Global warming is abruptly redrawing parts of Antarctica’s coastline, as ice shelves collapse into the sea.
abrupt climate change
Centers, Projects & Initiatives
CCORC - Consortium on the Ocean's Role in Climate
ARCHES - AbRupt climate CHangE Studies
We all know that climate is either going to change, or is already doing so, as a result of human activities changing the atmosphere's composition and its land surface.
|Name||Title||Fields of interest|
|Robert F. Anderson||Ewing Lamont Research Professor||Chemical Oceanography, Marine Biogeochemistry, Paleoclimatology|
|Jesse Farmer||Graduate Student|
|Richard Seager||Palisades Geophysical Institute/Lamont Research Professor||My interests are in climate variability and change on timescales of seasons to millennia and in particular the causes of multiyear droughts around the world and how climate change will impact global hydroclimate. I analyze observations, proxy climate rec|
March 15, 2016One foggy spring morning just after a hard rain, Park Williams was tromping through the woods deep in Arkansas’ Ozark Mountains. Toiling down a steep slope, he supposedly was keeping a simultaneous eye out for rattlesnakes, copperheads, poison ivy and big old trees. Williams seemed mostly focused on the trees, though; attention to the other stuff was just slowing him down. Williams studies how forests react to changes in climate, and the Ozarks’ deeply dissected hills and hollers are a kind of ground zero for this.
September 18, 2014
September 23, 2013
As humans continue to heat the planet, a northward shift of Earth’s wind and rain belts could make a broad swath of regions drier, including the Middle East, American West and Amazonia, while making Monsoon Asia and equatorial Africa wetter, says a new study in Proceedings of the National Academy of Sciences
April 22, 2013Fueled by industrial greenhouse gas emissions, Earth’s climate warmed more between 1971 and 2000 than during any other three-decade interval in the last 1,400 years, according new regional temperature reconstructions covering all seven continents. This period of manmade global warming, which continues today, reversed a natural cooling trend that lasted several hundred years, according to results published in the journal Nature Geoscience by more than 80 scientists from 24 nations analyzing climate data from tree rings, pollen, cave formations, ice cores, lake and ocean sediments, and historical records from around the world.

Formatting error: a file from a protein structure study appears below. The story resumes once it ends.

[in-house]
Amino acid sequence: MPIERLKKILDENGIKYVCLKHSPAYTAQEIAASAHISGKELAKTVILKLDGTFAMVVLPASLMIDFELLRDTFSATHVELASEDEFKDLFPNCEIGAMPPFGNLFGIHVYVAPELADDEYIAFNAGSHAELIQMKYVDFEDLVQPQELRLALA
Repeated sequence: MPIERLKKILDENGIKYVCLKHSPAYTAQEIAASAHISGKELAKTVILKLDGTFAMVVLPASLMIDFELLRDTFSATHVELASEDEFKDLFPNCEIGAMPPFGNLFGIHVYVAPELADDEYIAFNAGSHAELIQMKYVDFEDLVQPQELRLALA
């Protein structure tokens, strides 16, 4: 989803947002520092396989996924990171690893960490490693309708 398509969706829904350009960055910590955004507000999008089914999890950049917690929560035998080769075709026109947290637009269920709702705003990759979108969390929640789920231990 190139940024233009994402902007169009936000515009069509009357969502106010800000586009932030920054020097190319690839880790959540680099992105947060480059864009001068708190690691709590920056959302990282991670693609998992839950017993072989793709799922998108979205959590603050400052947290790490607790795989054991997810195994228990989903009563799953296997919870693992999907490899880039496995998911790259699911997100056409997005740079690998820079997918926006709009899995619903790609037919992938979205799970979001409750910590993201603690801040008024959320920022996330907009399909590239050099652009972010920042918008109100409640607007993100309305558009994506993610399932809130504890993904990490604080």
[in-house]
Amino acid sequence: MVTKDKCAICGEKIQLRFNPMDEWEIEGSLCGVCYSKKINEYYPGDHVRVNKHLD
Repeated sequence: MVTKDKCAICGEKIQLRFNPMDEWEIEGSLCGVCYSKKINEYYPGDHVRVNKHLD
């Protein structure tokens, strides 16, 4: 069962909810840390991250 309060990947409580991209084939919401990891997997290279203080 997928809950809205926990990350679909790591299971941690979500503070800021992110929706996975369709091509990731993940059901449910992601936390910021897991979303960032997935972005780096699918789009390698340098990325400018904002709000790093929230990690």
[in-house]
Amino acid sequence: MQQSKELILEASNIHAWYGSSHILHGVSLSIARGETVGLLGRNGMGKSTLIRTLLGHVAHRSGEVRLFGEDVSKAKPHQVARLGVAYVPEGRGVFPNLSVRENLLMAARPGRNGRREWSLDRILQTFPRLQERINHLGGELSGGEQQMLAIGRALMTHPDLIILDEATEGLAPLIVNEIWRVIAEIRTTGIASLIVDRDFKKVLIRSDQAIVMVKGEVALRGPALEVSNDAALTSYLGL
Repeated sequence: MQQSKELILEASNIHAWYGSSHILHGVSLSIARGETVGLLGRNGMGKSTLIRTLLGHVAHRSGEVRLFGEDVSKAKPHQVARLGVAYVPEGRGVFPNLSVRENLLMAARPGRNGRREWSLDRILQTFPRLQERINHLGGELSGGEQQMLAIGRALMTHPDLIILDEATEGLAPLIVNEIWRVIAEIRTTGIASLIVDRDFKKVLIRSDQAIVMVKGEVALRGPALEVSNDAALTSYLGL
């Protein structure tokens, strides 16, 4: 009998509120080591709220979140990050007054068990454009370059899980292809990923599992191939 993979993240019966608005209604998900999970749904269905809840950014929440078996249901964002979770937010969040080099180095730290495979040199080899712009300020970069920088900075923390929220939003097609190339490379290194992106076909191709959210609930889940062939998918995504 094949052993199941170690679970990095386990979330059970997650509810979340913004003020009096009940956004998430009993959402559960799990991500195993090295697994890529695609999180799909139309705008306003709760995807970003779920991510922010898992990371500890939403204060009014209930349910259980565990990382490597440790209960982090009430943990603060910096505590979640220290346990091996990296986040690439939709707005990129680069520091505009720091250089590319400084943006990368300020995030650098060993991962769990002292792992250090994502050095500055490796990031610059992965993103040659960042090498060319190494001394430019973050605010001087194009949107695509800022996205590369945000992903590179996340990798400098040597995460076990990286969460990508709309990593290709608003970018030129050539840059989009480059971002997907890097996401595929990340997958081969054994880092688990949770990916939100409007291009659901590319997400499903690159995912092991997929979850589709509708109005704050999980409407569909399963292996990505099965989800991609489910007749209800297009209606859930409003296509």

March 20, 2013
Scientists examining evidence across the world from New Jersey to North Africa say they have linked the abrupt disappearance of half of earth’s species 200 million years ago to a precisely dated set of gigantic volcanic eruptions. The eruptions may have caused climate changes so sudden that many creatures were unable to adapt—possibly on a pace similar to that of human-influenced climate warming today. The extinction opened the way for dinosaurs to evolve and dominate the planet for the next 135 million years, before they, too, were wiped out in a later planetary cataclysm.
November 16, 2011
In the first statewide climate change outlook for New York, scientists say that the state may suffer disproportionate effects in coming decades compared with other regions, due to its geography and geology. The report paints a harsh picture, including possible extreme temperature and sea-level rises, downpours, droughts and floods. The changes are projected to affect nearly every region and facet of the economy by the 2080s, from ski resorts and dairy farms to New York City’s subways, streets and businesses.
December 11, 2007
Dec 10, 2007--Scientists from Columbia University’s Lamont-Doherty Earth Observatory will report this week on vital topics including new evidence of the effects of climate change; technologies to confront it; studies of eastern U.S. earthquake risk; and previously unseen inner workings of the deep polar ice caps. The reports will be presented at the fall 2007 American Geophysical Union (AGU), the largest earth-sciences gathering in the world, Dec. 10-14 in San Francisco.
March 14, 2006
The retreat of a massive ice sheet that once covered much of northern Europe has been described for the first time, and researchers believe it may provide a sneak preview of how present-day ice sheets in Greenland and Antarctica will act in the face of global warming.